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Rep. Tom Lantos of California dies at 80

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  • NEW: Secretary of state calls Rep. Tom Lantos "a true American hero"
  • Lantos was only Holocaust survivor to serve in Congress
  • California congressman disclosed last month he was suffering from cancer
  • Lantos had said he would not seek re-election to 15th term in House
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WASHINGTON (CNN) -- Rep. Tom Lantos, the Democratic chairman of the House Committee on Foreign Affairs, died Monday due to complications from cancer, his office said. Lantos was 80.

Rep. Tom Lantos represented his Northern California district for 14 terms.

He died at the National Naval Medical Center in Bethesda, Maryland, surrounded by his wife, Annette, daughters Annette and Katrina and many of his 18 grandchildren and two great-grandchildren, according to his office.

Lantos' life was "defined by courage, optimism, and unwavering dedication to his principles and to his family," said his wife, Annette, his childhood sweetheart, in a statement the House of Representatives released.

Secretary of State Condoleezza Rice said Monday that she was "quite devastated" by the death of her "dear, dear friend."

She called him "a true American hero" and "the genuine article." "He's going to be really, really missed," she said.

Rice described Lantos as "the embodiment of what it meant to have one's freedom denied and then to find it and to insist that Americans stand for spreading the benefits of freedom and prosperity to others."

Lantos, who was serving his 14th term in the House, was diagnosed with esophageal cancer in December. He announced last month that he would not seek a new term.

"It is only in the United States that a penniless survivor of the Holocaust and a fighter in the anti-Nazi underground could have received an education, raised a family and had the privilege of serving the last three decades of his life as a member of Congress," Lantos said in a statement at the time.

"I will never be able to express fully my profoundly felt gratitude to this great country." Video Watch Senate Majority Leader Harry Reid remember Lantos »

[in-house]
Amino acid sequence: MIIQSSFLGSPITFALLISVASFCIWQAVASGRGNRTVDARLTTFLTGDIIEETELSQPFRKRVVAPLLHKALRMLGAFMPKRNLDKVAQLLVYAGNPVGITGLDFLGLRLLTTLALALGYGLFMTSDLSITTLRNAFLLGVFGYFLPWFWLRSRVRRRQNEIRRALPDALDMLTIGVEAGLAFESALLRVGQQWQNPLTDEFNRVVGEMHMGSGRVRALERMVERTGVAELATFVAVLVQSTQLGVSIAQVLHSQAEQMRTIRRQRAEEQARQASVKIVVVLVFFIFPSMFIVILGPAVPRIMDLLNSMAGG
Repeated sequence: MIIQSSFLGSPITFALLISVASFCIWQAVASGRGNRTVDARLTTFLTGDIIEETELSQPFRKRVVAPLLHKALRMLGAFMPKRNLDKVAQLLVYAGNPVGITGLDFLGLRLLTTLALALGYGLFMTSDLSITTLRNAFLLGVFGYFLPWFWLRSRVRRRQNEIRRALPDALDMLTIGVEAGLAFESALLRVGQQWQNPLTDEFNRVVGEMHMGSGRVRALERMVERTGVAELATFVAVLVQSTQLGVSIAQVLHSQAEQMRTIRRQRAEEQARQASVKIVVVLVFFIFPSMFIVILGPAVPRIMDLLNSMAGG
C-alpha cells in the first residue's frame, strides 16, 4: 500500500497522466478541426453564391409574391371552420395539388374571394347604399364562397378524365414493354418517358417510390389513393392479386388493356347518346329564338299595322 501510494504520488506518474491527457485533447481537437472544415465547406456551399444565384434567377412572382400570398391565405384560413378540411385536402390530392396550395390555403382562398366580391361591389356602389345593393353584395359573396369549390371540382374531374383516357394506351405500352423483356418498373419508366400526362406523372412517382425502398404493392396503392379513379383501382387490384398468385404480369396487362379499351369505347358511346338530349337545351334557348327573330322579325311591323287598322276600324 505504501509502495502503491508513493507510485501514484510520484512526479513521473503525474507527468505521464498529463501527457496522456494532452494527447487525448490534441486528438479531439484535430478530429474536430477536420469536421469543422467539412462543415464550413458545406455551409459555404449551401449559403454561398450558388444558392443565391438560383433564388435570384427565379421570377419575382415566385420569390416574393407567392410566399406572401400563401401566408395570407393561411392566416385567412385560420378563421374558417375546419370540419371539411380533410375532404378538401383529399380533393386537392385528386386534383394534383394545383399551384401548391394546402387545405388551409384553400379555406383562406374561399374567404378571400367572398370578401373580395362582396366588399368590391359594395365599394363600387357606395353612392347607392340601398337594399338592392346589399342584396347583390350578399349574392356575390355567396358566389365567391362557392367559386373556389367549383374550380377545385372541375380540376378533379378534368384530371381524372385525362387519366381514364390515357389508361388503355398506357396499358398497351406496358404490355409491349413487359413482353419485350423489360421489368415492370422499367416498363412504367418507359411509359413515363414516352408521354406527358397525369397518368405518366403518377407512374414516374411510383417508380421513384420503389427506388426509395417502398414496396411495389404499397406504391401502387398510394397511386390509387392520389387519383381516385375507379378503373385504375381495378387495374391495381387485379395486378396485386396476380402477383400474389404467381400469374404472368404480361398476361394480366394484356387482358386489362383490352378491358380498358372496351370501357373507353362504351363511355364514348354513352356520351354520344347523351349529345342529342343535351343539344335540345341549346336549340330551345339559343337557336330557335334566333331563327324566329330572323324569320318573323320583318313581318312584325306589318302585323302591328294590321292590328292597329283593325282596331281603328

The lawmaker is the only Holocaust survivor to have served in Congress.

The Hungarian-born Lantos came to the United States in 1947 after surviving a forced-labor camp in his Nazi-allied homeland. He escaped and was sheltered in a Budapest safe house set up by Swedish diplomat Raoul Wallenberg, who was credited with saving tens of thousands of Hungarian Jews during World War II.

He arrived in the United States after being awarded an academic scholarship to study, according to his congressional Web site. He received bachelor's and master's degrees in economics from the University of Washington in Seattle and later earned a doctorate in economics from the University of California, Berkeley, the site said.

As a lawmaker, Lantos was an outspoken human rights advocate. He supported the 2002 congressional resolution that authorized President Bush to launch the invasion of Iraq but later became an outspoken critic of the conflict.


He was the latest of more than a dozen members to announce plans to leave the House at the end of the year, most of them Republicans. His San Francisco-area district is solidly Democratic, and he won re-election with more than three-quarters of the vote in 2006.

"Chairman Lantos will be remembered as a man of uncommon integrity and sincere moral conviction -- and a public servant who never wavered in his pursuit of a better, freer and more religiously tolerant world," House Republican Whip Roy Blunt of Missouri said in a statement. E-mail to a friend E-mail to a friend

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